So a particularly knowing tip of the cap to Eriksen, but it’s high-fives and elaborate handshakes all round, for this might have been the moment when our season started to unravel. Not a bit of it.

Like what you read? AANP’s own book, Spurs’ Cult Heroes is pretty reasonably priced on Amazon…

Spurs 1-2 Juventus: Five Tottenham Observations

1. That Sickening Feeling

It was with a moody, morose, hangdog expression that I picked at the morning repast, I don’t mind admitting. One sometimes reads the phrase, “Sick to the pit of his stomach”, in murder mysteries and horror yarns and the like, and I never quite knew what the chap was getting at, although it sounded something one definitely wanted to swerve.
But now I know. Sick to the pit of my stomach. It pretty much hits nail squarely on head, when it comes to capturing the mood at AANP Towers ever since that blasted final whistle. The feeling of not wanting to get out of bed, even when you’re not actually in bed.

Or, more specifically, that feeling of having by and large, all things considered, outplayed a team over two legs, save for ten minutes in the first joust and five minutes in the second – and still ending up trudging home empty-handed and out of the competition for another year, after months of labour which actually begin at the start of last season when just qualifying for the bally thing. There’s something World Cup-esque about it all.

There were no injustices about which to complain (okay, the stamp on Son, the odd tenuous handball appeal – but if anything Lady Luck leant towards lilywhite), and no real complaints about the outcome. And yet the manner of the dashed thing is bitterly difficult to take. A lesson for us all, what?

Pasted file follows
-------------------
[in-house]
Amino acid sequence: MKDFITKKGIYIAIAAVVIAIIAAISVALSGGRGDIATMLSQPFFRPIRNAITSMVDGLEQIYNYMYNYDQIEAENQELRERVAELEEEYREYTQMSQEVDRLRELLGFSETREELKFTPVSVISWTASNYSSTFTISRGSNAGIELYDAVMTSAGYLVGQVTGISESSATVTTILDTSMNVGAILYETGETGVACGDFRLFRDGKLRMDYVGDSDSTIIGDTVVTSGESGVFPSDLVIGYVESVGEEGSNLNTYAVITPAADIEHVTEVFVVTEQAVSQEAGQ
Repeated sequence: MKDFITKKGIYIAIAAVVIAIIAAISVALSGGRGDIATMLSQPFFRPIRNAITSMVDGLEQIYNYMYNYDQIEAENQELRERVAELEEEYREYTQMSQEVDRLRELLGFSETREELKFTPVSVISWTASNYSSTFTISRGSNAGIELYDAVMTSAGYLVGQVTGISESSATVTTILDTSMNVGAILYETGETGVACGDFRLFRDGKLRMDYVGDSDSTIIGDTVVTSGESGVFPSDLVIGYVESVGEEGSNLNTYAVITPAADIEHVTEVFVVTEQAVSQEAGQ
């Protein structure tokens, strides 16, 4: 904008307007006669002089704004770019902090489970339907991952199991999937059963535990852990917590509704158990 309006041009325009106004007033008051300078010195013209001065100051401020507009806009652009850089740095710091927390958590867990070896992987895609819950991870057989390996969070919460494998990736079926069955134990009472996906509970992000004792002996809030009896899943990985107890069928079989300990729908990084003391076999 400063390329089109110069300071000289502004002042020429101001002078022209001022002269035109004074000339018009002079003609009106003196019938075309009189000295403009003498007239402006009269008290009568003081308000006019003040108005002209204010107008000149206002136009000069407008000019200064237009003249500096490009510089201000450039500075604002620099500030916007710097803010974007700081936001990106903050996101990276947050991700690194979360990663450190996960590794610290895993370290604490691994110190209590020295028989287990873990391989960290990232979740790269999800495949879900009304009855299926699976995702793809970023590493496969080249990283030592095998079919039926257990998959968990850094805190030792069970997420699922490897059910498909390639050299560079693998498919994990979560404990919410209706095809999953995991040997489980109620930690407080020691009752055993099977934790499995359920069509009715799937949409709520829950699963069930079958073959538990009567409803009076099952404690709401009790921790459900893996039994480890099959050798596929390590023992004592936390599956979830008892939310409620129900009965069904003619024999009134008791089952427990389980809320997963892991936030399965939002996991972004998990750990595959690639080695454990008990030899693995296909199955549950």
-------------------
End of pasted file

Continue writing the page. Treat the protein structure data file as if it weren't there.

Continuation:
2. Be More Clinical

And on the subject of lessons, they flew at us by the absolute bucketload yesterday. Most obviously I suppose was the need to make all the hay available when the sun is out and the conditions ship shape.

In the first half in particular we did a pretty topping job of opening up the Juve defence, and creating a decent fistful of presentable opportunities, but only scored one. The key protagonists, if not quite allowed the freedom of a fortnight back, were still looking pretty hot. Dembele was gliding, Eriksen was picking his men, Son was a little blur of whirring legs. But just the one goal. At half-time that seemed a pretty satisfactory night’s work, and there were back slaps all round; but how young and foolish we were back in those halcyon days of half-time.
In the second half it was more a case of well-set shots flying just wide of the mark. At school this would have earned that slightly patronising praise for effort, but yesterday it didn’t really tackle the meat of the problem, namely ticks in the Goals Scored column.

By contrast, Juve created two clear chances, tucked both away and that was enough. The lesson is not just obvious, it stands directly in front of you and raps you over the head with a blunt instrument.